Once Museveni’s blue-eyed girl, IGG Mulyagonja’s future is now uncertain

Edris Kiggundu

Usually when President Museveni criticises you publicly or the office that you hold, it is an ominous sign that things are likely to get worse for you.

In this respect, Museveni’s tirade against Irene Mulyagonja should become a big source of worry for the Inspector General of Government, once seen as one of Museveni’s blue-eyed girls.

Delivering his state of the nation address, the president said the Inspectorate of Government no longer had the confidence of the people, that is why he has created a unit in State House to deal with corruption related cases especially within the public service.

Mulyagonja who was part of the dignitaries that attended the function at Serena Conference centre put on a sheepish smile and later tried to reassure journalists that her office still has the teeth to bite.

“I don’t think the unit would have capacity to investigate corruption. They don’t have the technical know how and experience or else will be swallowed by the corrupt,” Mulyagonja said.

One could not help but notice that Mulyagonja sounded like someone, holding onto the last straw, someone who appears to know that her fate could long have been sealed.

In truth, what is happening to Mulyagonja has happened to so many people, previously thought to be impeccable and in good books with the president.

Jennifer Musisi is one example.

There was a time when Museveni used to tout the executive director of KCCA as a beacon of hard work, honesty and fearless leadership.

Museveni once said that if he had 1000 Musisis, the country would be much better.

This praise turned into scorn the moment Museveni realized that some of the actions of Musisi in the city had driven people into the hands of the opposition.

In fact, during one of the rallies of the president in Kawempe division, Museveni said Musisi had done a fantastic job in turning around the city only that she had used so much zeal which alienated many people.

“Ayina obusagwa buungi. Bwetaaga kusabulula,” Museveni said meaning that Musisi needed to be diluted a bit.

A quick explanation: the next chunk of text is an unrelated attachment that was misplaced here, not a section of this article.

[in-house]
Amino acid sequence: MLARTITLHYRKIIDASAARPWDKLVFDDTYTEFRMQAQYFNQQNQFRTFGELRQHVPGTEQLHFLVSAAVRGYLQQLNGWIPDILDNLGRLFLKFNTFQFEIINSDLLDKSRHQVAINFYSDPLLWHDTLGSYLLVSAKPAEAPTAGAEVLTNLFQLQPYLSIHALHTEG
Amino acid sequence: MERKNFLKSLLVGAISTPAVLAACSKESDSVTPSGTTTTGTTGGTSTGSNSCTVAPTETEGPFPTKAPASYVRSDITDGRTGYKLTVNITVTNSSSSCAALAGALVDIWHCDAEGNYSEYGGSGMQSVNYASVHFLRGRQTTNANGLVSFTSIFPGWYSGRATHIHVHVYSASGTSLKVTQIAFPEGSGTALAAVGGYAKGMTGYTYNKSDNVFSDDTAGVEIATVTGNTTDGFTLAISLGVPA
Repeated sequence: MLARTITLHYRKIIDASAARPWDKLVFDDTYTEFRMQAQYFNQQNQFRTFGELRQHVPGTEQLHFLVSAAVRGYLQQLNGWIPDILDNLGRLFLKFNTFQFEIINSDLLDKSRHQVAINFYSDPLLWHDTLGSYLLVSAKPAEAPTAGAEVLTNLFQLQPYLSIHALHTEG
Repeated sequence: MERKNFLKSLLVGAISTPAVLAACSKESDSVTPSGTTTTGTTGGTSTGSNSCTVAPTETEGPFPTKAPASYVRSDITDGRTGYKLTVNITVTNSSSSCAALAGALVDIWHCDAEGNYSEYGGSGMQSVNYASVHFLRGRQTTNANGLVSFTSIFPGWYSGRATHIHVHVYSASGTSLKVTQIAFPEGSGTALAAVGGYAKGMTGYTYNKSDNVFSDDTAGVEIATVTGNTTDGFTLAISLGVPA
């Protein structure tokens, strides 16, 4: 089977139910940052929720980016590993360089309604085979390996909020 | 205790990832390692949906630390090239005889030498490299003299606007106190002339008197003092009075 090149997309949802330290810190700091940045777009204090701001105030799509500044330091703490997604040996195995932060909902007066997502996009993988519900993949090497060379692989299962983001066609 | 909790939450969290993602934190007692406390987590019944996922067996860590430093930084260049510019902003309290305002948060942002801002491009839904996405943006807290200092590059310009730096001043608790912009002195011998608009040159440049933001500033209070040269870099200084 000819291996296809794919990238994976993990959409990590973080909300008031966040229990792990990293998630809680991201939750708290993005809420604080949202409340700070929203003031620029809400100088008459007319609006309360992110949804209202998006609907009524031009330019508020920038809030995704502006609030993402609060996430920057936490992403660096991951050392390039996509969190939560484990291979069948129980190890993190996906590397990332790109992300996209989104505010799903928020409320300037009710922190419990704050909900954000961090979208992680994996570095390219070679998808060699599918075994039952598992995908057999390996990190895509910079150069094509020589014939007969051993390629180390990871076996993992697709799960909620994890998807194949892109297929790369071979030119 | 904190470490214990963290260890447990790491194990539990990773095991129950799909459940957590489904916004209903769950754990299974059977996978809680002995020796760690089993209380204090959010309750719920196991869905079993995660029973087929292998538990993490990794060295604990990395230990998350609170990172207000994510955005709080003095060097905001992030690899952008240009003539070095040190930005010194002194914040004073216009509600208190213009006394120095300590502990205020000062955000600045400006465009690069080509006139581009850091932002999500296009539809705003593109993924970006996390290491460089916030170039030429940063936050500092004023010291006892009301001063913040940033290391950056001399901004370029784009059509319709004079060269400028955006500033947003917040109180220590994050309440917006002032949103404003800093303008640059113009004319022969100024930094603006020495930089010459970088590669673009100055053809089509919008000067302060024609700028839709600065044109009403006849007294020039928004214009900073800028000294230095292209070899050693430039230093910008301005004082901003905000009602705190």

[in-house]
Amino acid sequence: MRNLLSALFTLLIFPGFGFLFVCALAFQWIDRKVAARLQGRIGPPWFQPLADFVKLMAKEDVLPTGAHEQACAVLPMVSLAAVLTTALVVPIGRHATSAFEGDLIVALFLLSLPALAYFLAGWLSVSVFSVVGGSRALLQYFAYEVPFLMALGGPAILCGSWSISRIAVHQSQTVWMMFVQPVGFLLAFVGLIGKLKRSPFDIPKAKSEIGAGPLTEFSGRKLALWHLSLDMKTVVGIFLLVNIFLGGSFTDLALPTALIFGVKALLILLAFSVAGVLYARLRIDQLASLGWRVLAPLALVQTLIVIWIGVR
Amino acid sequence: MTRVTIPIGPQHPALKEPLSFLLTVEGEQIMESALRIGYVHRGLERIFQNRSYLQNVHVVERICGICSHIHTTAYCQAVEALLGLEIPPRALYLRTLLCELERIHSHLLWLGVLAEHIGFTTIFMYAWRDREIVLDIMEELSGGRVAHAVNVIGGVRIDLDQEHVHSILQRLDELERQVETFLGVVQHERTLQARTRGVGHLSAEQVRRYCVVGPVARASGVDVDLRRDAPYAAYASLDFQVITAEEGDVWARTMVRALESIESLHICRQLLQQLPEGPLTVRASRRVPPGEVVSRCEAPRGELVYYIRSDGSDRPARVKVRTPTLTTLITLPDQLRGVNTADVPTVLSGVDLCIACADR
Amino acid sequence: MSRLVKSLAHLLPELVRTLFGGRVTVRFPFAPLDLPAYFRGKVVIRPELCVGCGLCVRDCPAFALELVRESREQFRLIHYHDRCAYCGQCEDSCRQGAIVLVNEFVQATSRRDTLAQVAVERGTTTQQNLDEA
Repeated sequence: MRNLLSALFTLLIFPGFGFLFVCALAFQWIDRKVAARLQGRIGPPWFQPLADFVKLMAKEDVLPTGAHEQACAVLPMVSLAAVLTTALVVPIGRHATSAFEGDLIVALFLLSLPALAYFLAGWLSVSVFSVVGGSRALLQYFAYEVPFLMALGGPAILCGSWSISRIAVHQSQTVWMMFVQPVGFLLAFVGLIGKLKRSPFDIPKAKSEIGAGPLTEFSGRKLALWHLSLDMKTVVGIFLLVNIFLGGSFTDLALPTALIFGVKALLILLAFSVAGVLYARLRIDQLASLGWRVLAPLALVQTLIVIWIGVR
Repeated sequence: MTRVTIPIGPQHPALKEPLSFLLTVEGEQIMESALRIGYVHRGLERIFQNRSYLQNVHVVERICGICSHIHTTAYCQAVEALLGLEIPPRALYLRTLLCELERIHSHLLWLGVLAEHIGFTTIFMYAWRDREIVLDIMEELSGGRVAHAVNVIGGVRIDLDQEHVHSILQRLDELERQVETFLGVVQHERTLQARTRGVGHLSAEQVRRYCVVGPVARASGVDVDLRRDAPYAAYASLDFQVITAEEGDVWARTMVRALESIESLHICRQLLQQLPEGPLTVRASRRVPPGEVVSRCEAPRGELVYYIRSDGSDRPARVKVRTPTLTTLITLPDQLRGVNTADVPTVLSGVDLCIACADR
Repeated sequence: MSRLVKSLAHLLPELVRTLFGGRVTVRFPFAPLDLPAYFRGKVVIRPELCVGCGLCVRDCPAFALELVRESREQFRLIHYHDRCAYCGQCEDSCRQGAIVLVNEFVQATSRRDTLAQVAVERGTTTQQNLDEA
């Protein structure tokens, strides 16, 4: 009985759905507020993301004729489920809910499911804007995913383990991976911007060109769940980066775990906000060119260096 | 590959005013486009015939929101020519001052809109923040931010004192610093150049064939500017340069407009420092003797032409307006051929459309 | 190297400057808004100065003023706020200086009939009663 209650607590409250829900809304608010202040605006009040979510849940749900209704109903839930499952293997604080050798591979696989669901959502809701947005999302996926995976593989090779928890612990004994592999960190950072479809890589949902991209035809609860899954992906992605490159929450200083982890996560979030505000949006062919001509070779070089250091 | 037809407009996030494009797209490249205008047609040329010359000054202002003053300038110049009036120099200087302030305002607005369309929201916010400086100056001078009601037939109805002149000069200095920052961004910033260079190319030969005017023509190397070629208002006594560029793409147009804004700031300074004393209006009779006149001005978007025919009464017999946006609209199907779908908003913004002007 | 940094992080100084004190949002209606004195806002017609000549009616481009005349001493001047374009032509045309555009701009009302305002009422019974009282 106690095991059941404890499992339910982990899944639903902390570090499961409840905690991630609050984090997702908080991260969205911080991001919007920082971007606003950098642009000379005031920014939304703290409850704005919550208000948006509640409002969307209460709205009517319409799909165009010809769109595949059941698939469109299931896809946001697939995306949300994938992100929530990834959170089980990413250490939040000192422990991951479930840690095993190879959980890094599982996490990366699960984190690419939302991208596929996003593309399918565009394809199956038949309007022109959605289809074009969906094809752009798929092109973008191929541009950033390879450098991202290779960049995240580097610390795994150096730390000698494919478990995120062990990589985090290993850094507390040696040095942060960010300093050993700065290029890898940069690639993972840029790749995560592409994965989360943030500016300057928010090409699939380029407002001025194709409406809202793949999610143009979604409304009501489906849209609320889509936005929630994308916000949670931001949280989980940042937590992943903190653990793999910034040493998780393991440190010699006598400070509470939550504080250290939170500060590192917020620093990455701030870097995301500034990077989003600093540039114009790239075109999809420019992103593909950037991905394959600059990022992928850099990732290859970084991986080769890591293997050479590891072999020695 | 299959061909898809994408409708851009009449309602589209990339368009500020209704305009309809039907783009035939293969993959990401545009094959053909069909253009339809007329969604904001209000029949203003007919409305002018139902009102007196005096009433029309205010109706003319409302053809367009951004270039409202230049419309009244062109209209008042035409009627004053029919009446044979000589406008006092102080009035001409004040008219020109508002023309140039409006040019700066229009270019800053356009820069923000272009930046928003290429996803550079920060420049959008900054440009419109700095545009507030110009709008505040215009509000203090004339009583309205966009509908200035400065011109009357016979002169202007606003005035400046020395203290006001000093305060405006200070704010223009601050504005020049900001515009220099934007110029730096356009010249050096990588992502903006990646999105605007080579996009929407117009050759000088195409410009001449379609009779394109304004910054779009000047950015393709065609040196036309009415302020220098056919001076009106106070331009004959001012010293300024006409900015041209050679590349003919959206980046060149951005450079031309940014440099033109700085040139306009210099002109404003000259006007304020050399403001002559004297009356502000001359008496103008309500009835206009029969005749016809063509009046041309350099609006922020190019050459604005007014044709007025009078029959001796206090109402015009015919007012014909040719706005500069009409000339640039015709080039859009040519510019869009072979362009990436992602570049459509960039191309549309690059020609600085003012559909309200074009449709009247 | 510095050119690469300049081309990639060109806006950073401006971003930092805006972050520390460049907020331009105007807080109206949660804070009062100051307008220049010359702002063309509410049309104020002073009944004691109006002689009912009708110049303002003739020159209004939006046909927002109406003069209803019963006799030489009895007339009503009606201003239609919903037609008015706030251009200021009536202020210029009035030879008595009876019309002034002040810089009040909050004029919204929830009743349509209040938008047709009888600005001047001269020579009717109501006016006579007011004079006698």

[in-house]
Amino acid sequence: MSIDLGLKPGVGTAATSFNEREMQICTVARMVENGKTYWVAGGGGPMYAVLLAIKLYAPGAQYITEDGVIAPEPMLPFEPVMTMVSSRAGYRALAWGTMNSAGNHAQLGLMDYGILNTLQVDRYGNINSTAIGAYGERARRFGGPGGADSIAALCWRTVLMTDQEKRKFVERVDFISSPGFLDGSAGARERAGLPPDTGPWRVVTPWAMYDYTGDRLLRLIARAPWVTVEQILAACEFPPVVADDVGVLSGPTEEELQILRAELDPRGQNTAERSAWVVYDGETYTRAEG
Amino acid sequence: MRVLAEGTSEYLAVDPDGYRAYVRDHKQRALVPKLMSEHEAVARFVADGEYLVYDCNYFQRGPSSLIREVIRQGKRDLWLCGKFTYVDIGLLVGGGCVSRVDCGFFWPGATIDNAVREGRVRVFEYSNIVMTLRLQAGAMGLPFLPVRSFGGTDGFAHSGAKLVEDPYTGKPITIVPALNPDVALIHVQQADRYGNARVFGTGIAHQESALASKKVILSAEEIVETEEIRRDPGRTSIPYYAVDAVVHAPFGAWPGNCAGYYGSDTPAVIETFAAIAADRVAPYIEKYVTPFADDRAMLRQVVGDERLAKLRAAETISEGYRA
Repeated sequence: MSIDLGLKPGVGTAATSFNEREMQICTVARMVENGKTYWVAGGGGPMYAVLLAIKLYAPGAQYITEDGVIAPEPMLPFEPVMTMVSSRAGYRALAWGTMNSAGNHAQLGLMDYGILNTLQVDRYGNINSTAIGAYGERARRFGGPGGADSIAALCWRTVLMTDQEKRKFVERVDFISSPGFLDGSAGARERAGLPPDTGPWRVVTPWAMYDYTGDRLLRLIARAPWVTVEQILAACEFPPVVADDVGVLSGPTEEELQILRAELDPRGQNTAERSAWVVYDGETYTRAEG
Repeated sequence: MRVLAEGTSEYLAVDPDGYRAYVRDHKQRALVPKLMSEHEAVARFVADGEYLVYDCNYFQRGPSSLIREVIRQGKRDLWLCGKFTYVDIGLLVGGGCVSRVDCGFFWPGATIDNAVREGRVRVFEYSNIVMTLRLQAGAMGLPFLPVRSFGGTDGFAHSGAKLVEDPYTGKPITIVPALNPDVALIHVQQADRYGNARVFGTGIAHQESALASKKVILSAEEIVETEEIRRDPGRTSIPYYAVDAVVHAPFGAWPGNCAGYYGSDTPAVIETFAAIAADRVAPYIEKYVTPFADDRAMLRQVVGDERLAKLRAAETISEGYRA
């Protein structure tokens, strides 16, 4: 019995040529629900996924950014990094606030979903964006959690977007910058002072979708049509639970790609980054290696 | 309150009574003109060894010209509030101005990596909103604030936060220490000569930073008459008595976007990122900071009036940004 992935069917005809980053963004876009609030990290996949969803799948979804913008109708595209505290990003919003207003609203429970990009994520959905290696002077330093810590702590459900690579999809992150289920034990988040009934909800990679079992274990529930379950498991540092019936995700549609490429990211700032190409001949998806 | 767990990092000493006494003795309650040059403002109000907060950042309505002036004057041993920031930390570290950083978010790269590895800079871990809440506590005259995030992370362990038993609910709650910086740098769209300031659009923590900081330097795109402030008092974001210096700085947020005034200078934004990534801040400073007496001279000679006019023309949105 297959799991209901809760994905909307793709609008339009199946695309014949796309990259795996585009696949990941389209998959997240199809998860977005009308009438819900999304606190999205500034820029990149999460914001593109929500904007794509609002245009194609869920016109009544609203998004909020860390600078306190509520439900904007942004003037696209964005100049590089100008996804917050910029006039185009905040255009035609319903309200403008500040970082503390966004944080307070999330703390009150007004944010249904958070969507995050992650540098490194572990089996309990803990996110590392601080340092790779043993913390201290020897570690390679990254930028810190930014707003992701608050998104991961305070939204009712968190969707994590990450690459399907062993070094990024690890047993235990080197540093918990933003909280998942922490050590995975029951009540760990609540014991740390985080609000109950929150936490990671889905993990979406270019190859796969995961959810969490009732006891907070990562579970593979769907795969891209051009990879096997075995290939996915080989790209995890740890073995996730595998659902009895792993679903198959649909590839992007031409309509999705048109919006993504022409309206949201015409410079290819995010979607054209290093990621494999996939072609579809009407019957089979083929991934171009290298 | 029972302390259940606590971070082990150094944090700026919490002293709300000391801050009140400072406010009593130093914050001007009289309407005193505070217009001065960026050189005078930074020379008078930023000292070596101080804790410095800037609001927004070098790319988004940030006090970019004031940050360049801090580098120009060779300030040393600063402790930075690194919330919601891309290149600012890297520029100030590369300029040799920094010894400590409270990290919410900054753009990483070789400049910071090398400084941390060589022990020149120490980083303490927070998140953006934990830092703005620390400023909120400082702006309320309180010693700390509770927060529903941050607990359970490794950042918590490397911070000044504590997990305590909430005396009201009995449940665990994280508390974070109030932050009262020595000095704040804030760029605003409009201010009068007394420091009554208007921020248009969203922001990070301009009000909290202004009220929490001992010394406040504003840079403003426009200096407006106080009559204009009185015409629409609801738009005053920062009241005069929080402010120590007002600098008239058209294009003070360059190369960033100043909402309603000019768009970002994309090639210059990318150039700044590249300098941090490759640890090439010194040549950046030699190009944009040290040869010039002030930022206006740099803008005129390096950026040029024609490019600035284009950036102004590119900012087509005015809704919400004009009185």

Those close to Musisi have told this author that she felt betrayed by these words and the accusation that Museveni lost overwhelmingly in Kampala because of her work methods.

This could explain why she has been rather lukewarm, in her second term, leaving Beti Kamya, the minister of Kampala to run the show.

So one may ask: what went wrong for Mulyagonja that she now finds herself in the firing line of the president, who in 2016 gave her a thumbs up for apprehending Abraham Byandala, the former Works minister and who used to praise her?

A number of things.

First, Mulyagonja’s office has dragged its feet on a number of key investigations.

There is the case of Justine Bagyenda, the former executive director Bank of Uganda who was questioned by the IG but whose case appears to be heading no where.

Bagyenda was questioned in respect with how she had accumulated billions of shillings and amassed property which is not commensurate with her level of earning.

So in this sense, the president, according to those close to him, has not been satisfied with the way the IG and other security agencies has failed to nip corruption in the bud.

Last year, the president had to use the operatives Special Forces Command (SFC) to nab officials in the ministry of Finance who were allegedly trying to extort money from an investor and to arrest Herbert Kabafunzaki, the minister alleged to have solicited a bribe from Aya to quash some investigation.

Sources within State House have told this author that Museveni relied on the intelligence unit of SFC because; one he did trust other agencies including the IG to execute the arrests for fear that they will be easily compromised.

Since personnel of SFC have unwavering loyalty to the president (many call him father and will do anything including dying for him) they could not mess up.

Intriguingly, the other plausible reason as to why Museveni is going after Mulyagonja could have nothing to do with her performance.

It is also possible the president could just be pandering to the public that has been questioning whether his government has the political will to fight graft.

In this case, Mulyagonja could just be a pawn in the game, the same way David Chandi Jamwa, the former NSSF boss and Ezra Suruma, the former Finance minister, were sacrificed at the height of NSSF-Temangalo scandal.

Museveni has perfected this skill because it helps divert attention away from his shortcomings to other things, in this case we are all focusing on the IGG.

Whenever something goes wrong, the president rarely takes part of the blame. It is either a minister messing up things, a PS disobeying orders, a NAADS coordinator frustrating government’s programme, Kayihura failing in his job etc… It is never him because he is Mr Clean.

Whichever way you look at it, Mulyagonja finds herself in an unenviable situation.

Like other public officials before her who have faced Museveni’s fire, her future has become uncertain.

 

The author is The Editor of The Nile Post. He previously worked as Political Editor, Investigations Editor and Chief Reporter of The Observer and has covered three presidential elections (2006,2011 and 2016).

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